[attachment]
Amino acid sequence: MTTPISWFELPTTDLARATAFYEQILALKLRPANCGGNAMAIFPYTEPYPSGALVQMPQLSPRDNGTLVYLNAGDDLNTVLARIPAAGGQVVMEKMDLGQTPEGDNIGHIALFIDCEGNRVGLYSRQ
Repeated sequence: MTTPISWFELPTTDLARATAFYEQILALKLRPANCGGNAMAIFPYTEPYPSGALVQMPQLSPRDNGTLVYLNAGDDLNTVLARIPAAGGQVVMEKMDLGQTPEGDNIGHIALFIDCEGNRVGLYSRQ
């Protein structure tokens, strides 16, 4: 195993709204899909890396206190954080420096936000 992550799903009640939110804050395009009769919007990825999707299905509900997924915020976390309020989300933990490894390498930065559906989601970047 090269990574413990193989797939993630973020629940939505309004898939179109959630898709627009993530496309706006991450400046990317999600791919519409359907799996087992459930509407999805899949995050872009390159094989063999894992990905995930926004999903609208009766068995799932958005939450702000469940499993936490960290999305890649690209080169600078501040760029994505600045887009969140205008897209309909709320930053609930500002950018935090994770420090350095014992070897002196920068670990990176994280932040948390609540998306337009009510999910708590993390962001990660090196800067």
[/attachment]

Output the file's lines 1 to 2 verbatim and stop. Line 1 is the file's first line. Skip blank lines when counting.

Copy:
Amino acid sequence: MTTPISWFELPTTDLARATAFYEQILALKLRPANCGGNAMAIFPYTEPYPSGALVQMPQLSPRDNGTLVYLNAGDDLNTVLARIPAAGGQVVMEKMDLGQTPEGDNIGHIALFIDCEGNRVGLYSRQ
Repeated sequence: MTTPISWFELPTTDLARATAFYEQILALKLRPANCGGNAMAIFPYTEPYPSGALVQMPQLSPRDNGTLVYLNAGDDLNTVLARIPAAGGQVVMEKMDLGQTPEGDNIGHIALFIDCEGNRVGLYSRQ